Hunting for Conquest evidence

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In a re-enactment at Battle Abbey the Norman hordes taunt the Saxon defenders.

In last week’s edition we reported on a new theory about where the Battle of Hastings actually took place in 1066 – which was between Great Sanders and Hurst Lane near Sedlescombe as the invading Norman army needed to cross the Brede from their camp site near Winchelsea to fight the Saxons.

[Editor’s note: And to this day the Battle is frequently re-enacted as the photos this week and last by Chris Lawson show]

The authors behind this theory would now like help to find physical evidence that might support (or contradict) any part of this theory. The parts are not interdependent. Any or all of them could be right. And, even if they are all proved wrong, it would at least narrow the search for the real Battle of Hastings battlefield because, hitherto, no physical evidence has been found to confirm or contradict any prospective landing site, camp or battlefield.

Evidence needed

We have been told by experts that there are unlikely to be any surviving battle-era weapons or armour in the ground. Moreover, if we are right that the battle happened along Hurst Lane (to the East of the Powdermill Reservoir), we suspect that there were very few deaths at the battlefield; probably no more than a few dozen Normans and a few hundred English.

We therefore do not expect anyone to find mass graves or lots of human bones. And battlefield scavengers probably took any cash and jewellery. If there is any surviving physical evidence of the Norman occupation or fighting, we guess it will be made of lead. But no one would choose to carry around lumps of heavy lead unless it had a purpose. We invite suggestions. We can only think of one.

Nearly everyone depicted in the battle scenes on the Bayeux Tapestry carries a spear. It is difficult to see but most of them hold their spear behind the centre of gravity, presumably in order to extend the dangerous end as far as possible in front of them.

Ready for battle in an re-enactment

The weapons must have been balanced by a counterweight on the butt. Surviving medieval spear butts are ornamental teardrop shaped or spherical. But we doubt that either side had the time, resources or inclination to make thousands of pointlessly ornamental spear butts.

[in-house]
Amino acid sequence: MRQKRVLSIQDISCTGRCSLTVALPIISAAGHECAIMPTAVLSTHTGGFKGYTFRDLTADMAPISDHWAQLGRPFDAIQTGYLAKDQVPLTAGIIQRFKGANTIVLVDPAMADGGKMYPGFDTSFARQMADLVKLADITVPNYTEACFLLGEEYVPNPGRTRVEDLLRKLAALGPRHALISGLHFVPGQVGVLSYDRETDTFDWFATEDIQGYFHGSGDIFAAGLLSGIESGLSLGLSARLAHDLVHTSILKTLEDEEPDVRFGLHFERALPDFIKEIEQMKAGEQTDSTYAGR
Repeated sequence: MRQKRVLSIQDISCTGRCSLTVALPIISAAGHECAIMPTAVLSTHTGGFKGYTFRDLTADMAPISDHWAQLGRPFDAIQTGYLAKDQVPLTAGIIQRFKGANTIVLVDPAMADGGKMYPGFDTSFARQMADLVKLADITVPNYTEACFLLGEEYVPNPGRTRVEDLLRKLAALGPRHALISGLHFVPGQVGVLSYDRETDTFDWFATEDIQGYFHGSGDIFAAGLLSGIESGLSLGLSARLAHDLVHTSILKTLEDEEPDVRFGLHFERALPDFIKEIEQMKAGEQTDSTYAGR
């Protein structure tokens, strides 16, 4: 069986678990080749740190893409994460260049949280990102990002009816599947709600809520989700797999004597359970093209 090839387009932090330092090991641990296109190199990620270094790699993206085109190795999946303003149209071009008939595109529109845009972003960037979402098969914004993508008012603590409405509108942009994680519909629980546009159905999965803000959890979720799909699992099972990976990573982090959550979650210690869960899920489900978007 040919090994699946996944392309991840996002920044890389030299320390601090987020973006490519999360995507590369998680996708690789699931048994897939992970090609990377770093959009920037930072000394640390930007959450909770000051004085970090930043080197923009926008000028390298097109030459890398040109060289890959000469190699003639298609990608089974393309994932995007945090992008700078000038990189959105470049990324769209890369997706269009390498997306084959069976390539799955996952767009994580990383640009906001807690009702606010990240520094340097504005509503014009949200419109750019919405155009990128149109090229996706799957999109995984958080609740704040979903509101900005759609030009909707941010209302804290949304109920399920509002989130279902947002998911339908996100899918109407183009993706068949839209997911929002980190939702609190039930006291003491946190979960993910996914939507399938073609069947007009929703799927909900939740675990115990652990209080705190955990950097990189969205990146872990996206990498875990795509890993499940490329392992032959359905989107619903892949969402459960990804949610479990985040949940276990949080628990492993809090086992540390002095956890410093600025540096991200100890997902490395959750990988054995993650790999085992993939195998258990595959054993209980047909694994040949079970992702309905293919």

Some battle re-enactment participants have told us that they counterweight their spears with lead weights on the butt. This sounds cheap, quick and easy. We guess that everyone apart from the barons counter-weighted their spears simply by shoving the spear butt into a short length of hollow lead pipe.

If so, these hollow lead pipes might well have survived in the ground. They would be perhaps 8cm long with a 3.5cm external diameter and 2.5cm internal diameter.

Of course, we would love to hear about other 11th century finds in the region, but we don’t expect any to be battle related. The landing site, Norman battle camp and English camp were only occupied for a day or two each. There is unlikely to be any evidence of occupation, apart perhaps from cooking, food carcasses, sanitation and metalwork.

In principle, there should be a better chance of finding occupation evidence at the Winchelsea Norman Sea Camp, because the Normans were there for several weeks, but it has been redeveloped since. Our best hope of evidence is probably non-metallic. Each of the locations offers some hope.

French cavalry trap the Saxon front line in a re-enactment

Landing site

William was not to know that the Saxon garrisons at Lympne and Pevensey would be deserted on the day of the invasion. He would have thought that one of the biggest risks in the entire venture was being attacked at the landing site before he could unload and saddle his horses. We think that the north bank of the Brede had two unique attractions:

1) A wide flat firm riverbank – able to support mounted horses – comprised of 100 salt-evaporation ponds;

2) A narrow pinch point on the Udimore ridge at Sowdens (half way between Broad Oak and Udimore on the B2089) that could easily be blocked, in order to buy time to unload the horses, assemble a kit fortress and establish bridgehead fortifications.

We think that the entire saltpan plain was protected by a 2m high levee along the banks of the Brede. Freshwater dilution would be prevented by channelling or culverting streams coming off the ridge. The weather in Britain was not hot enough to crystallize salt.

For an example of how it worked and what it might have looked like, check out the National Trust website for the Newtown saltpans on the Isle of Wight . As at Newtown, concentrated brine would be crystallized over a flame in a string of salt houses located parallel to the river and inland of the saltpan plain. We guess that these are the huts depicted in Bayeux Tapestry Panels 41 and 42.